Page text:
With it’s second largest grant from the Texas Work Force Commission (TWC), Navarro College is continuing to influence the local economy by training workers in local industry.
As of at least Sept. 1, Navarro College will be able to train 220 employees thanks to a partnership with Owens Corning Insulating Systems, Inc. and ASMO Manufacturing, Inc. The grant is a $283,273 Skills Development Fund job-training grant from the TWC, which offers workforce development services to Texas employers and job seekers. The largest grant was more than $600,000 and implemented within the last year and a half.
“I am so happy, considering all the emphasis being placed on industry in the community, to know that we are involved in working with industry and the community and bringing some of the governmental money to Ellis County and Waxahachie,” said Kenneth Martin, the Navarro College president for the Ellis County campuses. “I’m just happy that we’re playing a big part.”
Grants like this show that money is coming back to the people in Ellis County, to provide training and assistance to residents, Martin said.
This grant won’t impact current students, said Kristin Walker, aid Kristin Walker, Navarro’s Continuing Education and Protective Services Assistant Dean. Walker wrote the grant.
“A Skills Development grant is intended to train incumbent employees, or for a company if they’re going to do some new hires,” Walker said. “This specific grant is training all incumbent workers, people who are already hired. There’s no new hire training. So, how the college benefits are it allows us to build capacity, meaning we can purchase equipment and we purchase curriculum. Then we can turn around and offer those same kinds of classes to other industry or to locals as a CE (continuing education) class.”
This grant will help current Owens Corning employees and ASMO employees further their skill set, whether they stay with their employers in the future or move onto another job elsewhere for whatever reason, Walker said. The Owens Corning representative, who worked with Walker to write the grant, did not respond to calls by press time.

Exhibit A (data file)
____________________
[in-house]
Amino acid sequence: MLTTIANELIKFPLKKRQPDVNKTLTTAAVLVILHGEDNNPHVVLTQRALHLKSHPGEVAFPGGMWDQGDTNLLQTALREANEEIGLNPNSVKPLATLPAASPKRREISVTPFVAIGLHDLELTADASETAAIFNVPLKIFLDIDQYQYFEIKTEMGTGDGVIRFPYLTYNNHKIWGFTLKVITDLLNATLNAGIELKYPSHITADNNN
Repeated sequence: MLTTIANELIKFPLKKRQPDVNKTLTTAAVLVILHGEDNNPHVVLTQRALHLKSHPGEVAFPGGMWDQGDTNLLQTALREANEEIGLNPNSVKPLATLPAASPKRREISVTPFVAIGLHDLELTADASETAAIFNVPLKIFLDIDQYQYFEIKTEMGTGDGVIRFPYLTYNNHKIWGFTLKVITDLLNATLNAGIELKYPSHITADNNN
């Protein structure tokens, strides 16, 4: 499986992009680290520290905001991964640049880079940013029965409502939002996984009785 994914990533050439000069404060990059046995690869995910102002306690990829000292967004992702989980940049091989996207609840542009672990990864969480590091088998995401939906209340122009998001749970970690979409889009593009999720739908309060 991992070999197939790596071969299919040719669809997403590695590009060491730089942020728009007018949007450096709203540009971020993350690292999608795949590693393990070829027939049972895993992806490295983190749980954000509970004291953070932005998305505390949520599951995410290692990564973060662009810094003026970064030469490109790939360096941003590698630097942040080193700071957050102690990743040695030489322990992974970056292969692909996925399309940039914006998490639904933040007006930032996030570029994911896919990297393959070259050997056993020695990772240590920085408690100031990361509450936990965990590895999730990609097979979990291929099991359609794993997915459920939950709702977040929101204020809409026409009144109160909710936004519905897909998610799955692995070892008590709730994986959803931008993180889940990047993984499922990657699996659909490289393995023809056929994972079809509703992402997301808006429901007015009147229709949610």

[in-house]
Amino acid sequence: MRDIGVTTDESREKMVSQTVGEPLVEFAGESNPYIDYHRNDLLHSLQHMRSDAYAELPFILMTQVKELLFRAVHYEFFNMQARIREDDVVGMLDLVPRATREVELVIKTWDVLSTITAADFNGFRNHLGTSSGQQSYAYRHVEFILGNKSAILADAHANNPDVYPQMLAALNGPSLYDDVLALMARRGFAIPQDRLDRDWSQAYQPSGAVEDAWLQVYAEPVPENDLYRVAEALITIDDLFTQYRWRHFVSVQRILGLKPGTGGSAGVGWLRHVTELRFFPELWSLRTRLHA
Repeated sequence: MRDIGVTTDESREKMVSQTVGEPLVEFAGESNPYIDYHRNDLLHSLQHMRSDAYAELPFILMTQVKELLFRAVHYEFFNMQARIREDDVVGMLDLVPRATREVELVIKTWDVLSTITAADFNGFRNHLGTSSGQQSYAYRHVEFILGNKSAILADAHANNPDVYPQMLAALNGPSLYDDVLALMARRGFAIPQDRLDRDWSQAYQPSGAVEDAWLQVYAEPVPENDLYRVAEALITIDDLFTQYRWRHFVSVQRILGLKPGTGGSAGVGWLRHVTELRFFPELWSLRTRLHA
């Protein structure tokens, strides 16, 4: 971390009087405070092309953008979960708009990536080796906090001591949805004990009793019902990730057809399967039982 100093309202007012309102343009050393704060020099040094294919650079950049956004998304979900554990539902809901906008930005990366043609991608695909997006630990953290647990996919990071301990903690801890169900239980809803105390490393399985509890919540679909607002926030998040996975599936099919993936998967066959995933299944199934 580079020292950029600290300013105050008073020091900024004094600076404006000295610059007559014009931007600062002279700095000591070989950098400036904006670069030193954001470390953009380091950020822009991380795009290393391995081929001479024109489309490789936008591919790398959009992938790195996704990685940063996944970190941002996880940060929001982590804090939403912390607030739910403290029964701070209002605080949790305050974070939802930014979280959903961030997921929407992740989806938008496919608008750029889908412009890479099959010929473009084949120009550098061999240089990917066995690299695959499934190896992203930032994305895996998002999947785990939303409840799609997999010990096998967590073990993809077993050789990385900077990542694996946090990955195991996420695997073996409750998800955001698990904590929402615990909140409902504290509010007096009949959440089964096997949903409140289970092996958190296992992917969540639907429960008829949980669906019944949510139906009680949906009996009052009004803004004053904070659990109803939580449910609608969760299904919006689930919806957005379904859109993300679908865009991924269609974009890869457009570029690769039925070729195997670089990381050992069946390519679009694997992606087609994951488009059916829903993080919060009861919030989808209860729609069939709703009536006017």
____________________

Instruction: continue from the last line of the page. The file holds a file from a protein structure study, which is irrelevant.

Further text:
“This benefits the workforce here,” Walker said. “Because we have a more educated, higher-skilled workforce. We are producing now a higher skilled workforce and that’s how it then impacts our economy, it then impacts our economic development when they have new companies coming in and they’re looking for a skilled workforce. Then they can say, ‘yes we have that’ and show that by the training that Navarro College has done, but the grants that have been given.”
From here, Walker said Navarro College has another grant in the pipeline waiting for approval, and is focused on continuing to meet the needs of the businesses in Ellis County and to provide training in high-skilled, high-paying jobs. Martin said he wants to further look at grants that involve working with high school students to make a transition to college with technical training and academic classes. Currently, Navarro College in Corsicana has a couple programs from grants related to that, and Marin said he’d like to bring those types of programs to Ellis County.
“That’s one of the things I’m happy about with Kristin and the rest of the staff,” Martin said, about having employees on hand who know how to write grants. “We know where those funds are located, and we just need to go get them.”